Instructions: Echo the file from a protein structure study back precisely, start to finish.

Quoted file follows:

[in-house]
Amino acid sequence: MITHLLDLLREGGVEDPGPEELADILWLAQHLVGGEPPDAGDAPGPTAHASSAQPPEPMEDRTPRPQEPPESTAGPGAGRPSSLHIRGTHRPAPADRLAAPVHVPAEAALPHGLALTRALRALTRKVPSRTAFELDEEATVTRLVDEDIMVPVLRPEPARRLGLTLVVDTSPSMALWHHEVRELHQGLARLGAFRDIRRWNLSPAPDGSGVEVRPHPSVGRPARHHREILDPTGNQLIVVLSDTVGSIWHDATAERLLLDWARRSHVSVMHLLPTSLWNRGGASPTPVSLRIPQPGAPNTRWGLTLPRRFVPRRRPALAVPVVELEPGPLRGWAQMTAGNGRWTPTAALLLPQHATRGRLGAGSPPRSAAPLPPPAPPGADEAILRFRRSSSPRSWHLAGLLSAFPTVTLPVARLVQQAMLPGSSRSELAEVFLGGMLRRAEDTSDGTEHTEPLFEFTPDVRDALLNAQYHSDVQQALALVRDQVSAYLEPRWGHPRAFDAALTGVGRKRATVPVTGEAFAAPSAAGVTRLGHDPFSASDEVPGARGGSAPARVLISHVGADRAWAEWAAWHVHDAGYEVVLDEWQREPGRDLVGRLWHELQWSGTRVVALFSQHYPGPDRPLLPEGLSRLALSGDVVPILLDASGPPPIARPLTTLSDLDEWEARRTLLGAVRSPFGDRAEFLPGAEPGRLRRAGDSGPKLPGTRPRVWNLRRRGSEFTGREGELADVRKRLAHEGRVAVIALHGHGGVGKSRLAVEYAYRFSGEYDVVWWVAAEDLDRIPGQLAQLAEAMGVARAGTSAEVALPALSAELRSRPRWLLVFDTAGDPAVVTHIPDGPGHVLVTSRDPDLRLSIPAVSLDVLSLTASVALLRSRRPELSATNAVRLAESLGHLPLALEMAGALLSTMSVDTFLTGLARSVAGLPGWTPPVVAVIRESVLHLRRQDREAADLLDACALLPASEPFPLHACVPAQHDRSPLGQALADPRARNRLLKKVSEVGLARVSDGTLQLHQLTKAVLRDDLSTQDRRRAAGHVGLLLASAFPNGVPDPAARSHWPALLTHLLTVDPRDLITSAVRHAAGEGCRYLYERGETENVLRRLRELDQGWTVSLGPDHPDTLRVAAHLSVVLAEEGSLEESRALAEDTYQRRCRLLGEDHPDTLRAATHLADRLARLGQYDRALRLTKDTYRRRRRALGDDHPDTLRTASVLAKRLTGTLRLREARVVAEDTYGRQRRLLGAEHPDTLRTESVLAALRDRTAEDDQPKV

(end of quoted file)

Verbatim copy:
[in-house]
Amino acid sequence: MITHLLDLLREGGVEDPGPEELADILWLAQHLVGGEPPDAGDAPGPTAHASSAQPPEPMEDRTPRPQEPPESTAGPGAGRPSSLHIRGTHRPAPADRLAAPVHVPAEAALPHGLALTRALRALTRKVPSRTAFELDEEATVTRLVDEDIMVPVLRPEPARRLGLTLVVDTSPSMALWHHEVRELHQGLARLGAFRDIRRWNLSPAPDGSGVEVRPHPSVGRPARHHREILDPTGNQLIVVLSDTVGSIWHDATAERLLLDWARRSHVSVMHLLPTSLWNRGGASPTPVSLRIPQPGAPNTRWGLTLPRRFVPRRRPALAVPVVELEPGPLRGWAQMTAGNGRWTPTAALLLPQHATRGRLGAGSPPRSAAPLPPPAPPGADEAILRFRRSSSPRSWHLAGLLSAFPTVTLPVARLVQQAMLPGSSRSELAEVFLGGMLRRAEDTSDGTEHTEPLFEFTPDVRDALLNAQYHSDVQQALALVRDQVSAYLEPRWGHPRAFDAALTGVGRKRATVPVTGEAFAAPSAAGVTRLGHDPFSASDEVPGARGGSAPARVLISHVGADRAWAEWAAWHVHDAGYEVVLDEWQREPGRDLVGRLWHELQWSGTRVVALFSQHYPGPDRPLLPEGLSRLALSGDVVPILLDASGPPPIARPLTTLSDLDEWEARRTLLGAVRSPFGDRAEFLPGAEPGRLRRAGDSGPKLPGTRPRVWNLRRRGSEFTGREGELADVRKRLAHEGRVAVIALHGHGGVGKSRLAVEYAYRFSGEYDVVWWVAAEDLDRIPGQLAQLAEAMGVARAGTSAEVALPALSAELRSRPRWLLVFDTAGDPAVVTHIPDGPGHVLVTSRDPDLRLSIPAVSLDVLSLTASVALLRSRRPELSATNAVRLAESLGHLPLALEMAGALLSTMSVDTFLTGLARSVAGLPGWTPPVVAVIRESVLHLRRQDREAADLLDACALLPASEPFPLHACVPAQHDRSPLGQALADPRARNRLLKKVSEVGLARVSDGTLQLHQLTKAVLRDDLSTQDRRRAAGHVGLLLASAFPNGVPDPAARSHWPALLTHLLTVDPRDLITSAVRHAAGEGCRYLYERGETENVLRRLRELDQGWTVSLGPDHPDTLRVAAHLSVVLAEEGSLEESRALAEDTYQRRCRLLGEDHPDTLRAATHLADRLARLGQYDRALRLTKDTYRRRRRALGDDHPDTLRTASVLAKRLTGTLRLREARVVAEDTYGRQRRLLGAEHPDTLRTESVLAALRDRTAEDDQPKV